Sunday, May 2, 2010

11 Free Book Idea Generator

The Story Idea Machine is a free online tool based on The Marshall Plan Novel Writing Software by Evan Marshall and Martha Jewett. It's designed to help writers develop a novel or story idea in five steps. The tool asks you to provide:
  1. The name of your protagonist.
  2. An inciting incident.
  3. The protag's emotional reaction to the inciting incident.
  4. The course of action the protag follow in response to the incident.
  5. The hoped for outcome of that action.
You fill the information into blanks in a form, submit, and the Machine provides a story structure that looks something like the following:
As the story opens, Laura, the novel's lead character, discovers that her son Timmy has been kidnapped by his father, who's a cop. Laura feels as if the world has been turned upside down and is distraught to the point of madness.

Laura weighs all possible courses of action. Finally, after much careful consideration, Laura decides to go after Timmy without help from the police.

This is the only way Laura believes it will be possible to get Timmy back, the only course to take.

It is this goal that Laura will aggressively pursue, all the way to the end of the story.
The instructions suggest that you play with changing around the different pieces of information you enter in the form until you find a story that really appeals to you. They also point out that the story idea generated is "a brief, film-style 'treatment' for you to work from as you develop your novel."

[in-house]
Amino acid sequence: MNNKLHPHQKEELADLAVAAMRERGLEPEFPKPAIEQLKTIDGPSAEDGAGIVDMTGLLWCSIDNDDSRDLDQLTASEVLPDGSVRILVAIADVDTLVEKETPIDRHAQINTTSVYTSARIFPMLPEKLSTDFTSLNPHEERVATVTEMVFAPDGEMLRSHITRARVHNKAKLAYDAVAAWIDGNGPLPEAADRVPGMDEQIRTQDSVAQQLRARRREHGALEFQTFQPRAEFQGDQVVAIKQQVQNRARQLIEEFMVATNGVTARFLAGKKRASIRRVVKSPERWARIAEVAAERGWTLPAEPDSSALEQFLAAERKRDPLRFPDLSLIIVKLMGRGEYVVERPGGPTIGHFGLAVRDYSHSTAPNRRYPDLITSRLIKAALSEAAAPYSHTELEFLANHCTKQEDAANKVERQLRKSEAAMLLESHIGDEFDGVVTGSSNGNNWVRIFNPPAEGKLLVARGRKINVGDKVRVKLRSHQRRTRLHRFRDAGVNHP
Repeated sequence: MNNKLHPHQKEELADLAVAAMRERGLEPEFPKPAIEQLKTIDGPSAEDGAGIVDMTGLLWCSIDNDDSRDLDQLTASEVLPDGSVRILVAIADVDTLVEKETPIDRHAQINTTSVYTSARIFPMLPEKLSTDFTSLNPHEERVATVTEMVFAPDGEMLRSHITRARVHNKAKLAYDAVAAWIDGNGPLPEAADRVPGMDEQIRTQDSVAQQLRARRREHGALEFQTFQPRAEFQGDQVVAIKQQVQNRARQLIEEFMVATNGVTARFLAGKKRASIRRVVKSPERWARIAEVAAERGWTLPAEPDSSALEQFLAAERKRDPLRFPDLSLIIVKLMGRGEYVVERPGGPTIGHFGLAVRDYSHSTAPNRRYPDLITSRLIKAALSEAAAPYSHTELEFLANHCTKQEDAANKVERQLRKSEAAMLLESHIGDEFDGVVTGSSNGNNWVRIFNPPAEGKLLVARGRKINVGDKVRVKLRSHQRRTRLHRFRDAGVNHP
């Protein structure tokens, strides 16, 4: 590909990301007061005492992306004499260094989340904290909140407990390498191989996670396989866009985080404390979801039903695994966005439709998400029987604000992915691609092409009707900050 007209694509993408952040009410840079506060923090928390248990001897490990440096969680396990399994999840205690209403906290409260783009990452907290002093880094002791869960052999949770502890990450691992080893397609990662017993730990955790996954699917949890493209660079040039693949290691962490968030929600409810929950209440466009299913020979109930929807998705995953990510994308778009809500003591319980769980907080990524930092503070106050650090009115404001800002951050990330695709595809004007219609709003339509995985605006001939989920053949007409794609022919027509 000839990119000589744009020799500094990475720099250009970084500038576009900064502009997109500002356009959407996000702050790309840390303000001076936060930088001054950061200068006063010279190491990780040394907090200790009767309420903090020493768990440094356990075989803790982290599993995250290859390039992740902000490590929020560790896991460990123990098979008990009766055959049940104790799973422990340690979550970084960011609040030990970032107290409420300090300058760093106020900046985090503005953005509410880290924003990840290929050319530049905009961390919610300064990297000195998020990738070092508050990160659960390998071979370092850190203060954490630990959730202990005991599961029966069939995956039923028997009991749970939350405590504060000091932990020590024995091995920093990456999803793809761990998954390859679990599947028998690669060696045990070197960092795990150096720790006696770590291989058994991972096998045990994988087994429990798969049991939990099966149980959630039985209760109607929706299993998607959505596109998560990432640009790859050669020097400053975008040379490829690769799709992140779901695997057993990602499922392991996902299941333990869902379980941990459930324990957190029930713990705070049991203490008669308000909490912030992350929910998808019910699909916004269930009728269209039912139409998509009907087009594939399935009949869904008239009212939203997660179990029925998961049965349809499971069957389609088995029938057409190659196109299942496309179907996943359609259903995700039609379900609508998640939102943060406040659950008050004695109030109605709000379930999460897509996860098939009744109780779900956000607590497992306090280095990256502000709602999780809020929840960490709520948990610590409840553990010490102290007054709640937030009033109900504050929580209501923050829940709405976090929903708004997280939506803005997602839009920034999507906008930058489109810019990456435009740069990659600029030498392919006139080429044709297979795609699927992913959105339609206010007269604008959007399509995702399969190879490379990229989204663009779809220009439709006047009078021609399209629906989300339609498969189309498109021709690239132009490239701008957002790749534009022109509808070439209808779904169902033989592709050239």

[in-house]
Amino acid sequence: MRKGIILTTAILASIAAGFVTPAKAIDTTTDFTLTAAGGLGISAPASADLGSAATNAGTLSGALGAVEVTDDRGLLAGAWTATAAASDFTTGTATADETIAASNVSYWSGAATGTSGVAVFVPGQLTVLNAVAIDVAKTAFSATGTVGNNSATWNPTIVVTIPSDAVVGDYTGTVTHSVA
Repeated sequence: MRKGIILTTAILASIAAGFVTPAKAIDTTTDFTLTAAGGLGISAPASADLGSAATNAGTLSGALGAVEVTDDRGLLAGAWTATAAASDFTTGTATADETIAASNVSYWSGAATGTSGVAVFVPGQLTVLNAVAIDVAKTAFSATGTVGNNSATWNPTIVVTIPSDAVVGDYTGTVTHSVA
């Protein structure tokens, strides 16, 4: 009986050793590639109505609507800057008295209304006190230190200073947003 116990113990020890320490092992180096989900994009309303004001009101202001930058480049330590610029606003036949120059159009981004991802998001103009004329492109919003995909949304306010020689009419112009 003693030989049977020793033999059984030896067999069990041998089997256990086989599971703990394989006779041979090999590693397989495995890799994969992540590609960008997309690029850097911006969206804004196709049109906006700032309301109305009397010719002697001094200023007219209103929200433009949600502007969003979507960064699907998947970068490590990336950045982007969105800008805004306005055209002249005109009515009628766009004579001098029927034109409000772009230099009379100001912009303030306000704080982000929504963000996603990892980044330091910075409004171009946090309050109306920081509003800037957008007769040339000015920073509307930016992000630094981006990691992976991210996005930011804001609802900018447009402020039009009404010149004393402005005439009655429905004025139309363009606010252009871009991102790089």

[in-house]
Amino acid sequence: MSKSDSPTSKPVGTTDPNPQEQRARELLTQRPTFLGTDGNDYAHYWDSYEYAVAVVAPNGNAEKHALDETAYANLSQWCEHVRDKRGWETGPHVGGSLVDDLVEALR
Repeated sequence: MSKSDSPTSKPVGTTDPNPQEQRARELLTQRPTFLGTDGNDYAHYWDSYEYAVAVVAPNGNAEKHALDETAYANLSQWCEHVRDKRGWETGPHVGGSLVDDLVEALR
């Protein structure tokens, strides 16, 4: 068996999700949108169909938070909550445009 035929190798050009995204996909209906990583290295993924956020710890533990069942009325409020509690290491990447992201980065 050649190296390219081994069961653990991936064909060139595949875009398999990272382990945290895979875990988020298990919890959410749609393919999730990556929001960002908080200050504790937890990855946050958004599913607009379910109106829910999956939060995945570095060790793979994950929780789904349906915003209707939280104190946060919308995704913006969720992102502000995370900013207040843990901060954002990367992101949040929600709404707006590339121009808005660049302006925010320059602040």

I've never used writing software, but I've always wondered if it's helpful. After trying the Story Idea Machine, I'm still undecided.

On the plus side, it's free.

So what do you think? Is this helpful in giving you a jumping off point for writing? Is the 'treatment' close enough to a query letter or short synopsis to help provide some insight when it comes time to start marketing what you've written?

http://www.themarshallplanet.com/story_idea.htm

Happy plotting,

Martina

11 comments:

  1. Are you kidding!!!

    Personally, I think that this is a BRILLIANT idea!